The Utah-based suppressor company on Wednesday announced they are suspending sales in three states over concerns about local laws against their moderated muzzleloader.
In a statement emailed to Guns.com, the SilencerCo said the company received “several immediate legal challenges” on the Maxim 50 from California, Massachusetts, and New Jersey, resulting in the decision in an abundance of caution to refund orders already placed from those states and halt further sales to the affected areas pending more research.
“These three states have rules that are not entirely clear with respect to firearms and silencers and antique firearms, and it is relevant to point out that no states contemplated a product of this sort in their laws,” said the company, going on to say they have “no desire to place any consumer in a situation where they may get arrested and charged with a felony because their state defines a firearm differently than the Bureau of Alcohol, Tobacco, Firearms and Explosives.”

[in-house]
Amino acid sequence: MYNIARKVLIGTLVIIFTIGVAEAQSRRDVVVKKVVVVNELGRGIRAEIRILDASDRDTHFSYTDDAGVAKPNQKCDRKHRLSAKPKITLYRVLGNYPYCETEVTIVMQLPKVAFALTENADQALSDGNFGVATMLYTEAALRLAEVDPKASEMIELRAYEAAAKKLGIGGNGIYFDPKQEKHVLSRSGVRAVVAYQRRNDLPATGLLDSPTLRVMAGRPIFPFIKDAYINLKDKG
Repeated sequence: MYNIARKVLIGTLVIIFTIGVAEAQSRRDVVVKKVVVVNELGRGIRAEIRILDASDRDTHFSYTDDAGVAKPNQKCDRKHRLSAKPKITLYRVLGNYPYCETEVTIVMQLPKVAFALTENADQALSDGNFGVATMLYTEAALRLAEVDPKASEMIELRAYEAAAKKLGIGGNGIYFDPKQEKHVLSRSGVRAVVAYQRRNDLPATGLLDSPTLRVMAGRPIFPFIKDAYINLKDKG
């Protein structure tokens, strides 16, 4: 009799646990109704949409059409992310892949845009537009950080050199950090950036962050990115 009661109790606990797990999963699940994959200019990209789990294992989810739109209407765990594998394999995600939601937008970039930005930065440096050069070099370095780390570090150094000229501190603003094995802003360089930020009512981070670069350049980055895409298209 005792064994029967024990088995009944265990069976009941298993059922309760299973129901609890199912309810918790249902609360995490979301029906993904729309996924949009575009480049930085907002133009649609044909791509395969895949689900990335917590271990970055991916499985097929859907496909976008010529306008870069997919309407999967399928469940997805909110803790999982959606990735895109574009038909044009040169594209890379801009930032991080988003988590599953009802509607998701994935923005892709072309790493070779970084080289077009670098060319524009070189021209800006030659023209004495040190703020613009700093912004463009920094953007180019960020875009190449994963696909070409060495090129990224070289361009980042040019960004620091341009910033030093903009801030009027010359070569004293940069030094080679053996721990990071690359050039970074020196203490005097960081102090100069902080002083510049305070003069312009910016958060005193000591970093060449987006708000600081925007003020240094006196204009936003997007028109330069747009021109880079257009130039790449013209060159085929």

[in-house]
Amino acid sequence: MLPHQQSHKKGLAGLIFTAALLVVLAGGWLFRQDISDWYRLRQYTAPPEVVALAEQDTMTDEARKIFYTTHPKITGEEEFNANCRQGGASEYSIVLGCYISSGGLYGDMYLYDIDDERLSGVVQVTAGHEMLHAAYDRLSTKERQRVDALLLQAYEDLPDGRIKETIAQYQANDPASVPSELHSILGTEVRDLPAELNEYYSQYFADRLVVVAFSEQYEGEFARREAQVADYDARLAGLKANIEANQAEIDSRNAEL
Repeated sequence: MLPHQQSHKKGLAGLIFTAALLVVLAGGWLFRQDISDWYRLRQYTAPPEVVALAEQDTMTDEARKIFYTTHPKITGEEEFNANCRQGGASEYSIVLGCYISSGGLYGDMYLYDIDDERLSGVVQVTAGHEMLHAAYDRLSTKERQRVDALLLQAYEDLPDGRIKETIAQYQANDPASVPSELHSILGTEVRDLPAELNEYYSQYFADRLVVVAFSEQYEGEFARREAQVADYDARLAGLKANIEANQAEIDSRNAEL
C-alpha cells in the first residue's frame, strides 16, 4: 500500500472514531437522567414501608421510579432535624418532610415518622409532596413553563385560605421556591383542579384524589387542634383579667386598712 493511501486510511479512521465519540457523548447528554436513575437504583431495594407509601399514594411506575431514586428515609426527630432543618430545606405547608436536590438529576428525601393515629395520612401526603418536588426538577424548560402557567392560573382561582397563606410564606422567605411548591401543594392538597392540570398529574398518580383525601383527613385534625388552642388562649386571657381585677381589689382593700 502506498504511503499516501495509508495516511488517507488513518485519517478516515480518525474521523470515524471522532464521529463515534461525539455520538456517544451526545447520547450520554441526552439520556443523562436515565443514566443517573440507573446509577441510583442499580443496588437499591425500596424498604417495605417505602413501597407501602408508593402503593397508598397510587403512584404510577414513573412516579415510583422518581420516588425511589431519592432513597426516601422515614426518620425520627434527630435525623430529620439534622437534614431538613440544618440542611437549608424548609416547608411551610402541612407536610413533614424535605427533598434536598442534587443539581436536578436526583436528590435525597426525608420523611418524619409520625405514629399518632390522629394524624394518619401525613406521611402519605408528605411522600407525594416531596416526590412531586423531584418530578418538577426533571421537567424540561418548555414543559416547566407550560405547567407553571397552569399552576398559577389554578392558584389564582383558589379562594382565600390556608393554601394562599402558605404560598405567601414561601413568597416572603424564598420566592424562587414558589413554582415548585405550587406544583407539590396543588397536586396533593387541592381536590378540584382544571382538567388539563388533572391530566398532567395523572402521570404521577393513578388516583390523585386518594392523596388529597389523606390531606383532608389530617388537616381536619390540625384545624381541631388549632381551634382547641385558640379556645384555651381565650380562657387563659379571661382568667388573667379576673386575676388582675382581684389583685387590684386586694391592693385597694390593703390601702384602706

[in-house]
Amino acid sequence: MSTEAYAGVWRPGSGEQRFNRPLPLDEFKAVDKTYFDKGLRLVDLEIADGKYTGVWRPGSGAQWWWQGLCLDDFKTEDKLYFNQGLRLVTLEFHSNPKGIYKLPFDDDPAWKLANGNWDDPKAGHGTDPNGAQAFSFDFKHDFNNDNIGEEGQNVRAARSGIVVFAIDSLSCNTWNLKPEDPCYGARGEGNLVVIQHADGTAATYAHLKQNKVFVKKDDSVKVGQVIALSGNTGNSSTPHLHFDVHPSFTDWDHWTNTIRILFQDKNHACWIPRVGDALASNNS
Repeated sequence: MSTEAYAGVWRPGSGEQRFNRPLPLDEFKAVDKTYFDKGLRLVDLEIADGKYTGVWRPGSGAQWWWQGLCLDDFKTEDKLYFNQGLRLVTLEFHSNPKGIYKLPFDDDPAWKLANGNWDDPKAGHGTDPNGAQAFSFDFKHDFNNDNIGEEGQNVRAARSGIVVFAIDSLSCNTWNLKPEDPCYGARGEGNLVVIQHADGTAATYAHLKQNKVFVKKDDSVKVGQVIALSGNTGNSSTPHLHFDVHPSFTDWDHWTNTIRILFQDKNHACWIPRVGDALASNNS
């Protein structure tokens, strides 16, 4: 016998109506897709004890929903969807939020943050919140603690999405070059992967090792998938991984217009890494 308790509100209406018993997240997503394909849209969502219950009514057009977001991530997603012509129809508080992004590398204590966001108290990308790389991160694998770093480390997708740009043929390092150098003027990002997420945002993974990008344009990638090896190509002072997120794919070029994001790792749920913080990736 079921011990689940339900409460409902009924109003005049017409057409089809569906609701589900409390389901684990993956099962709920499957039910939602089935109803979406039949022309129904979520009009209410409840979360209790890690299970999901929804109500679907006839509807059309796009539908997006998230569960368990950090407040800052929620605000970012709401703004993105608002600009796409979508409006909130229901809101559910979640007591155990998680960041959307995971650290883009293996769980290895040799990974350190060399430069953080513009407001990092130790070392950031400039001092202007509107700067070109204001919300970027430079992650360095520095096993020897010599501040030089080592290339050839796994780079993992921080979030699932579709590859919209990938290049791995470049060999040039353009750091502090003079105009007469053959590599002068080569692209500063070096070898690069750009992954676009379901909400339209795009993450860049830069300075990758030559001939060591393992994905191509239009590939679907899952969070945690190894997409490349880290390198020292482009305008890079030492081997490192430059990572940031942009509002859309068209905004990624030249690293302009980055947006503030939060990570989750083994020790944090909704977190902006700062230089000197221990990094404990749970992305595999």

Shortly after the announcement, Evan Nappen, a New Jersey attorney specializing in Second Amendment cases, told Guns.com the Maxim 50 may land some in trouble in the Garden State. Under New Jersey’s strict gun laws, many have found themselves facing lengthy prison terms for such seemingly innocuous items as antique flintlocks and even BB guns.
“Muzzleloaders are firearms in New Jersey,” said Nappen. “A silencer for a muzzleloader would be prohibited and a possessor would face 18 months in State Prison and if convicted, would lose their gun rights for the entire U.S.”
SilencerCo explained that, while they asked for a determination from ATF on the Maxim 50 prior to this week to make sure it complied with federal law, they “could not do so officially from each state government or risk specific state-level legislation being passed prohibiting the product before it was even launched.”
The Maxim 50 remains available to purchasers in 47 other states while a notice posted on their social media account advises they will update customers in the suspended states “as soon as we have multiple source verification.”